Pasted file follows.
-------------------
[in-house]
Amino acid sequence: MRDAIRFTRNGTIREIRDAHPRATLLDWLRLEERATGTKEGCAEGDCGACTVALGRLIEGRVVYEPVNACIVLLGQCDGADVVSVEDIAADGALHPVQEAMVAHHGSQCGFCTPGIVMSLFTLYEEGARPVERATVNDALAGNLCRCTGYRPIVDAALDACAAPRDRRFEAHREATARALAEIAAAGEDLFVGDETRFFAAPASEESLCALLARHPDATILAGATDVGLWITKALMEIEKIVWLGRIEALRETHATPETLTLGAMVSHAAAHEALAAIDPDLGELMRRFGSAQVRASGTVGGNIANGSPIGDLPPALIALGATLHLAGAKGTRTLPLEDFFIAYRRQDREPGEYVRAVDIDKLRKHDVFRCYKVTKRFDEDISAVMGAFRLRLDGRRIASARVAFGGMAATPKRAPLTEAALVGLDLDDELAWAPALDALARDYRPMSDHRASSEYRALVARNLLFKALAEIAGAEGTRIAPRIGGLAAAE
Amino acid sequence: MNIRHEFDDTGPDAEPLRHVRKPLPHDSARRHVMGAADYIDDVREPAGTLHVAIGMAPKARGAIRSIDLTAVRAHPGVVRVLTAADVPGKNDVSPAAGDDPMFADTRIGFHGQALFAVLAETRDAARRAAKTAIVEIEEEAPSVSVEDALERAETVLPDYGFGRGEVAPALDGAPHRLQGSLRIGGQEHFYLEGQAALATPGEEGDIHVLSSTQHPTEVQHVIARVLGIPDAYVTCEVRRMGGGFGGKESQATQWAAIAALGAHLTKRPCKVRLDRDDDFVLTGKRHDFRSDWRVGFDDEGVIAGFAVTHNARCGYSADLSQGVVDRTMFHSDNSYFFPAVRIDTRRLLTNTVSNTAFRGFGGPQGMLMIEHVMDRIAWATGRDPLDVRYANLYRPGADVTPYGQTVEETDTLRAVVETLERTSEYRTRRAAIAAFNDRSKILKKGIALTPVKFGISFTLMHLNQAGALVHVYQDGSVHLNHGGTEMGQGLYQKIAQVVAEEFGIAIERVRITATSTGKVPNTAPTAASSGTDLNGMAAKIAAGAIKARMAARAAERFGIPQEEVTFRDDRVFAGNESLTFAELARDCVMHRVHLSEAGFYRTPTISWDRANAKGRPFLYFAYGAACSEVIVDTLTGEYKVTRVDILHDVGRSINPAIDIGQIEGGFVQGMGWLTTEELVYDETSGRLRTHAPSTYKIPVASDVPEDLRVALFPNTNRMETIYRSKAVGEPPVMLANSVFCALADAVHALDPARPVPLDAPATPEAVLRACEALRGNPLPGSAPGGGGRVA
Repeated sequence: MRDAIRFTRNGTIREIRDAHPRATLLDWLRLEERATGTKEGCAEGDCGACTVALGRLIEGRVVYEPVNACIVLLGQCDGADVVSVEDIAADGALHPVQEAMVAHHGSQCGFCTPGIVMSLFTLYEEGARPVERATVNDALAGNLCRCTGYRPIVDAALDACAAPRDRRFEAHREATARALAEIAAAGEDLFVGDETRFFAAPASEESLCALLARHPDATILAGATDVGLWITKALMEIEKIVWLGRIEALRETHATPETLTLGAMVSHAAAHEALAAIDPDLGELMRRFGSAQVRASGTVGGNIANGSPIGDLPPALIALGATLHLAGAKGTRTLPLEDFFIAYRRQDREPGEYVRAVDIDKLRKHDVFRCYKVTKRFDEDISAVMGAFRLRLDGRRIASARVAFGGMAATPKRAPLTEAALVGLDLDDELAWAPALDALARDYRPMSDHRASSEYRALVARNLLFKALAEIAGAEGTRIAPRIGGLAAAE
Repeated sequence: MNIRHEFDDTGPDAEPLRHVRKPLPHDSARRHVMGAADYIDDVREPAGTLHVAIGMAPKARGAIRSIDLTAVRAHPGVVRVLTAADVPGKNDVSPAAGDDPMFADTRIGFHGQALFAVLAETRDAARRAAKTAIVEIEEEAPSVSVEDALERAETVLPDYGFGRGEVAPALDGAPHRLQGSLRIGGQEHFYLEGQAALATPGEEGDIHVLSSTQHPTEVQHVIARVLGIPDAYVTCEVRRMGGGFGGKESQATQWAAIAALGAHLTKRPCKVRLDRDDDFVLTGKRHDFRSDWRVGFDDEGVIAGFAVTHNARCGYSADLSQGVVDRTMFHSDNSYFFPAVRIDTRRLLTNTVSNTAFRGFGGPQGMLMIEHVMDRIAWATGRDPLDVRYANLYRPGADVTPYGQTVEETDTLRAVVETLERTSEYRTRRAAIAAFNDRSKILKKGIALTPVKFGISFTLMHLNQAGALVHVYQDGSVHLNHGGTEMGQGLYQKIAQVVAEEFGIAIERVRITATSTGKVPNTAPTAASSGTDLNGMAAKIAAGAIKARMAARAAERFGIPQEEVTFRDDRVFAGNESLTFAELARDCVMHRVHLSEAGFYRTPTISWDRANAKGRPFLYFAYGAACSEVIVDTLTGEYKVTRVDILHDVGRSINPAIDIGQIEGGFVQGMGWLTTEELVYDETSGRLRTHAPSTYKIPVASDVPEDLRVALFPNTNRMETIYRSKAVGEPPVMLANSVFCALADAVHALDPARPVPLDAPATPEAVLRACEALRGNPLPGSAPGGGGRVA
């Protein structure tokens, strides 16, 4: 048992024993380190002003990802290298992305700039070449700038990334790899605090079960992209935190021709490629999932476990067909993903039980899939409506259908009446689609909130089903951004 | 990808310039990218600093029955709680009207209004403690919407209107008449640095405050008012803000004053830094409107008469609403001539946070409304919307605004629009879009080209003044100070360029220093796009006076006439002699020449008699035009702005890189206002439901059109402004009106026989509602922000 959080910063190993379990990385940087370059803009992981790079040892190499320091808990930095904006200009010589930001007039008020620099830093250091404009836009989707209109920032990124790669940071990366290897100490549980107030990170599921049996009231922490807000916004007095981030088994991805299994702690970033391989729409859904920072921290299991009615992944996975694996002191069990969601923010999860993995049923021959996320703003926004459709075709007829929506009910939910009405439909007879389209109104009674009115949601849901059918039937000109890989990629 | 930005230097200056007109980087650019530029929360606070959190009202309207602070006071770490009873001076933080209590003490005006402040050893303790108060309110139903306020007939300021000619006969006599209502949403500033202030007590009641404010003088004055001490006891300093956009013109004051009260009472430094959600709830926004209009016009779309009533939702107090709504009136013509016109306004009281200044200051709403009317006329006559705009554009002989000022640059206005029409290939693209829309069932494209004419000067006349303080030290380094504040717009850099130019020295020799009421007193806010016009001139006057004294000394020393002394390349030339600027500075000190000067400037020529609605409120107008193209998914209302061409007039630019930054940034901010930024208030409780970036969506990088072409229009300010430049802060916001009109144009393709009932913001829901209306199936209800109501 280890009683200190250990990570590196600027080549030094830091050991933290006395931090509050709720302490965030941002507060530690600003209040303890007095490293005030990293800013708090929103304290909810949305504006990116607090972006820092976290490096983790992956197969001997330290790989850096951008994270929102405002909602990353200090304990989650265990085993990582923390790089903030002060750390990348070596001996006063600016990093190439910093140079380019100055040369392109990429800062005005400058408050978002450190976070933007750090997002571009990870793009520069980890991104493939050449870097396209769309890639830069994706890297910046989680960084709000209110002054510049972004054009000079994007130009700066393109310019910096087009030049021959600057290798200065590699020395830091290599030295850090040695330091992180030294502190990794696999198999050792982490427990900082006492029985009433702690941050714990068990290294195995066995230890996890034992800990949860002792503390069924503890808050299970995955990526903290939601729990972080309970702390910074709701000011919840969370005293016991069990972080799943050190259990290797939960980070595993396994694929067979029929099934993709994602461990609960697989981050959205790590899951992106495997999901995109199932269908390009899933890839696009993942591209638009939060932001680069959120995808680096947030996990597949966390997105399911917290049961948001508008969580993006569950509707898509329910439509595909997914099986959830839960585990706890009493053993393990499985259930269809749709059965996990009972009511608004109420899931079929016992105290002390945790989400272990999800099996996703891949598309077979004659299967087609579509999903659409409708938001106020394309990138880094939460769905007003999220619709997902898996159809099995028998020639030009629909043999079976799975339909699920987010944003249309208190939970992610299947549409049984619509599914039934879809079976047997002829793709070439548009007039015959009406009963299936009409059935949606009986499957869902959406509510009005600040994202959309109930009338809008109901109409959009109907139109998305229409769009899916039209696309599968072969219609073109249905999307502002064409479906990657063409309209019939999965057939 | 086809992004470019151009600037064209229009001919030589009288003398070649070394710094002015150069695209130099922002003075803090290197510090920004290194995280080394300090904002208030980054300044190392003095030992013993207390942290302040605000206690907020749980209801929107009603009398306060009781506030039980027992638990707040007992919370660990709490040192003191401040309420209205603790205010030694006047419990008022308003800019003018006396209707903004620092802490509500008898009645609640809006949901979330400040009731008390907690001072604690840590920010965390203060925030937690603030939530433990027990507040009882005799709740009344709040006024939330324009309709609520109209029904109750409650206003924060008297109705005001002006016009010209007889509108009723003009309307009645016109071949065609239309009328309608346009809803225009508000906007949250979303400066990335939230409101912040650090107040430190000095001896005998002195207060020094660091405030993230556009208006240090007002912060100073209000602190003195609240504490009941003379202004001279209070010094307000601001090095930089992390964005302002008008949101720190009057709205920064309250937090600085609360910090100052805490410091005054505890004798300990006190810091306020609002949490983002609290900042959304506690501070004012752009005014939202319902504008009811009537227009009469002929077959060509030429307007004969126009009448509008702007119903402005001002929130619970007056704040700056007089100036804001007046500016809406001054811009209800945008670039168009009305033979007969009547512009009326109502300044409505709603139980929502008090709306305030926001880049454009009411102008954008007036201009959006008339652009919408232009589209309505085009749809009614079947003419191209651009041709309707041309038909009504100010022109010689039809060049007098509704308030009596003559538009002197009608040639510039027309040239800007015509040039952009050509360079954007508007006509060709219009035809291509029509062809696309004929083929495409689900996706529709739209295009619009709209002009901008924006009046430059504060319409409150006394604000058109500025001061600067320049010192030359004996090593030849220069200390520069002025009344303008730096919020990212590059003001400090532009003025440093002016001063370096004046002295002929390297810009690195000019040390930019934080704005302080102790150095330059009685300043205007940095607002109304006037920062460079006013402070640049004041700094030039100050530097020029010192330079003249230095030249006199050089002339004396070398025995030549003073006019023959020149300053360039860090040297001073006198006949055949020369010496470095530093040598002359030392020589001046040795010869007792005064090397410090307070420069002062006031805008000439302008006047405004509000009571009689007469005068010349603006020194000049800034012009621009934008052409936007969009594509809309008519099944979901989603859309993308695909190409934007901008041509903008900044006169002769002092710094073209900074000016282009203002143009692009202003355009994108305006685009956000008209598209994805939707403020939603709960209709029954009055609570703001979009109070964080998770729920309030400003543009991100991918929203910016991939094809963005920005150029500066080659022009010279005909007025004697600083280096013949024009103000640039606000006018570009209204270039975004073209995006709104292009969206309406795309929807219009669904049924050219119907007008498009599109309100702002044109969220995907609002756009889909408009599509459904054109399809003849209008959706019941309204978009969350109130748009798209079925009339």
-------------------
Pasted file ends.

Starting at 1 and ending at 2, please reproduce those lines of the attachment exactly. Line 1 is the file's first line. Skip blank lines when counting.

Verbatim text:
[in-house]
Amino acid sequence: MRDAIRFTRNGTIREIRDAHPRATLLDWLRLEERATGTKEGCAEGDCGACTVALGRLIEGRVVYEPVNACIVLLGQCDGADVVSVEDIAADGALHPVQEAMVAHHGSQCGFCTPGIVMSLFTLYEEGARPVERATVNDALAGNLCRCTGYRPIVDAALDACAAPRDRRFEAHREATARALAEIAAAGEDLFVGDETRFFAAPASEESLCALLARHPDATILAGATDVGLWITKALMEIEKIVWLGRIEALRETHATPETLTLGAMVSHAAAHEALAAIDPDLGELMRRFGSAQVRASGTVGGNIANGSPIGDLPPALIALGATLHLAGAKGTRTLPLEDFFIAYRRQDREPGEYVRAVDIDKLRKHDVFRCYKVTKRFDEDISAVMGAFRLRLDGRRIASARVAFGGMAATPKRAPLTEAALVGLDLDDELAWAPALDALARDYRPMSDHRASSEYRALVARNLLFKALAEIAGAEGTRIAPRIGGLAAAE